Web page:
UK telecoms giant BT is at last poised is at last poised to move into broadcast entertainment, after being barred from doing so in the early 90s by John Major's Conservative administration.

The ten-year ban - which some observers believe was imposed to placate US TV and cable interests - was ostensibly introduced to prevent BT, a virtual monopoly, from stifling competition.

Prior to the sudden ban a successful eighteen-month pilot scheme had been trialled in Colchester, Essex. This enabled BT subscribers to receive broadcast TV, video on demand and a range of sophisticated online services.

Until the goverment reneged on its compact with BT, the understanding was that the latter would get the green light to proceed with entertainment services - in return for which it would install fibre-optic cabling throughout the UK, thereby enabling nationwide broadband availability.

The Major government's political volte face opened the door to an all-American invasion spearheaded by News Corporation's BSkyB with NTL and Telewest in its wake. But even in the face of this political setback, a handful of senior BT executives paraphrased the immortal words of Governor Schwartzenegger's alter ego: "We'll be back," they vowed.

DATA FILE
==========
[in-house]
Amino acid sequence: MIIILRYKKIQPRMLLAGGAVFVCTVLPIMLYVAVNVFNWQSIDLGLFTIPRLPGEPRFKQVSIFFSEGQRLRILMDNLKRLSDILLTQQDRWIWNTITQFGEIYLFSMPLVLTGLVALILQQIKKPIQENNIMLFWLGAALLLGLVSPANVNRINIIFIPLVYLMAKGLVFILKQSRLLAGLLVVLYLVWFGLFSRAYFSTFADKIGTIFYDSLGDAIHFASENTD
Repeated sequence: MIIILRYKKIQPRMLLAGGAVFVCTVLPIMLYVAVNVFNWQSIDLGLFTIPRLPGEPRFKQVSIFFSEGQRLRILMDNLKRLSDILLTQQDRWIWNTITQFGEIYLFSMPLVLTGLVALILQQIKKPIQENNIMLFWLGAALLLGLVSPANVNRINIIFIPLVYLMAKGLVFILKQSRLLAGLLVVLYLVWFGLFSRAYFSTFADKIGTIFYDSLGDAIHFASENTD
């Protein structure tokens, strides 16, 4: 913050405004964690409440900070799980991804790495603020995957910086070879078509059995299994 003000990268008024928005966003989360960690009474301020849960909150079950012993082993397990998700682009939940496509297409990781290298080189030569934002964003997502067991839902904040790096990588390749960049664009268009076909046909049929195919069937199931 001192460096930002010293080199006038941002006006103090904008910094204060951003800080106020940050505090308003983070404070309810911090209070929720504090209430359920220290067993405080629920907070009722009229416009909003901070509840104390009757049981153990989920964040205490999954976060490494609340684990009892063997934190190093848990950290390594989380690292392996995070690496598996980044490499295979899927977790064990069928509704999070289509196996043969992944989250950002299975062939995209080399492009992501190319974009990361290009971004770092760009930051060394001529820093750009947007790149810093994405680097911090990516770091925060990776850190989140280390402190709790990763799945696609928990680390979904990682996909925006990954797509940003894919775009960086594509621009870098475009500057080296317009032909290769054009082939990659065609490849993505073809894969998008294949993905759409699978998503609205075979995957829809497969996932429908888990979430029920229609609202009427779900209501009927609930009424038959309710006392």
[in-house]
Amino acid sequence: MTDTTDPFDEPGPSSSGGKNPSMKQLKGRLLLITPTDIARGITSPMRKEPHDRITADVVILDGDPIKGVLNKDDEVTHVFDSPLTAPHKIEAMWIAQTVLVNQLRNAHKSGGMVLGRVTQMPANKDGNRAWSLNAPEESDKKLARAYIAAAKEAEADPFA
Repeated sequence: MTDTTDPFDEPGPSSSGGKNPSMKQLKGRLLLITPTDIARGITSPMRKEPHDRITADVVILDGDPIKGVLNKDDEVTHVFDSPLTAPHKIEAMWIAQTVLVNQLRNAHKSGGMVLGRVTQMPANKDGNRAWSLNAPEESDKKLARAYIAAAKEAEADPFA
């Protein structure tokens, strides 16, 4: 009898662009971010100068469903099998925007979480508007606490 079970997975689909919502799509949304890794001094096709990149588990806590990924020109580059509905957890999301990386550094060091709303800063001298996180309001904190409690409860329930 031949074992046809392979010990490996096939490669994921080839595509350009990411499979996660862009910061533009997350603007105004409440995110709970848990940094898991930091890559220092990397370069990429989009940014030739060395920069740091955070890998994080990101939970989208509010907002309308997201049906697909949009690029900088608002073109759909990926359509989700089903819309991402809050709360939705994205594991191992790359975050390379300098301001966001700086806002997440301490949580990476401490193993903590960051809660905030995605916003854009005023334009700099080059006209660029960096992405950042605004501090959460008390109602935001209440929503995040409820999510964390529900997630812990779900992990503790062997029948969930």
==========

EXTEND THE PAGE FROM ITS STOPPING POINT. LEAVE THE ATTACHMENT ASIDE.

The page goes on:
Which as of today, they are, with the announcement of a deal with Microsoft that will enable broadband phone lines to download television programmes and films. BT is also in discussions with programme-makers, including the BBC, about launching the new service.

Says BT Retail chief executive, Ian Livingston: ""TV-over-broadband services will play an important role in BT's triple-play offering for consumers."

He continued: "Our proposed complementary approach of over-the-air broadcast and broadband-delivered video-on-demand, interactivity and enhanced support is the perfect solution and complements existing TV propositions already in the UK market."

A deal with the BBC-BSkyB Freeview digital terrestrial TV platform is still under discussion, while further trials of the new TV broadband service will shortly begin with around 100 BT employees.

Data sourced from; additional content by WARC staff